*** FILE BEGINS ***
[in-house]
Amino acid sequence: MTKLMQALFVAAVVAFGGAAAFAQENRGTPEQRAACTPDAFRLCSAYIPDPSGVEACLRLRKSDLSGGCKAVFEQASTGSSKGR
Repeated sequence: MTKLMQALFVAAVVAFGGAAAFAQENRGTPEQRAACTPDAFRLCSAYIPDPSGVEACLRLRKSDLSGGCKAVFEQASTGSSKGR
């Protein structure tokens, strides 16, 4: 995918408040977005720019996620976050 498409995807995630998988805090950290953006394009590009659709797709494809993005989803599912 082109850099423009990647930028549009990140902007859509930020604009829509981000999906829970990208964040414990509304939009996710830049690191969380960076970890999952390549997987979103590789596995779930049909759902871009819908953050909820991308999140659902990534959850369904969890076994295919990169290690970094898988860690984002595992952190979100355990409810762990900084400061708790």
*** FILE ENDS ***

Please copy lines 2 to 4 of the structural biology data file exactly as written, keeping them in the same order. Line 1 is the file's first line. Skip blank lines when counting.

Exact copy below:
Amino acid sequence: MTKLMQALFVAAVVAFGGAAAFAQENRGTPEQRAACTPDAFRLCSAYIPDPSGVEACLRLRKSDLSGGCKAVFEQASTGSSKGR
Repeated sequence: MTKLMQALFVAAVVAFGGAAAFAQENRGTPEQRAACTPDAFRLCSAYIPDPSGVEACLRLRKSDLSGGCKAVFEQASTGSSKGR
């Protein structure tokens, strides 16, 4: 995918408040977005720019996620976050 498409995807995630998988805090950290953006394009590009659709797709494809993005989803599912 082109850099423009990647930028549009990140902007859509930020604009829509981000999906829970990208964040414990509304939009996710830049690191969380960076970890999952390549997987979103590789596995779930049909759902871009819908953050909820991308999140659902990534959850369904969890076994295919990169290690970094898988860690984002595992952190979100355990409810762990900084400061708790």